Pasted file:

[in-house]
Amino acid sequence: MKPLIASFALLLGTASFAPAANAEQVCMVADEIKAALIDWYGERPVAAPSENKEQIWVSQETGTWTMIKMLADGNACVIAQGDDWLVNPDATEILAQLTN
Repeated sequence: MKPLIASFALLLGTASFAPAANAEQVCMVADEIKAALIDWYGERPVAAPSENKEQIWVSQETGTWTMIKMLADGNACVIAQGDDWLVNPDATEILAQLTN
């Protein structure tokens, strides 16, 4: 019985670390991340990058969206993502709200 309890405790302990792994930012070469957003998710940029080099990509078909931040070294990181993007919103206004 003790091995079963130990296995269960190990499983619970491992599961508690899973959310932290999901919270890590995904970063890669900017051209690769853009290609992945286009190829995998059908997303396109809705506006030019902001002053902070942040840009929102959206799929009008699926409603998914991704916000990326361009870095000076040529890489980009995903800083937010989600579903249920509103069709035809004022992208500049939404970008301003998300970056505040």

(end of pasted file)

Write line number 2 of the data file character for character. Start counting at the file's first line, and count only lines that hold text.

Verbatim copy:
Amino acid sequence: MKPLIASFALLLGTASFAPAANAEQVCMVADEIKAALIDWYGERPVAAPSENKEQIWVSQETGTWTMIKMLADGNACVIAQGDDWLVNPDATEILAQLTN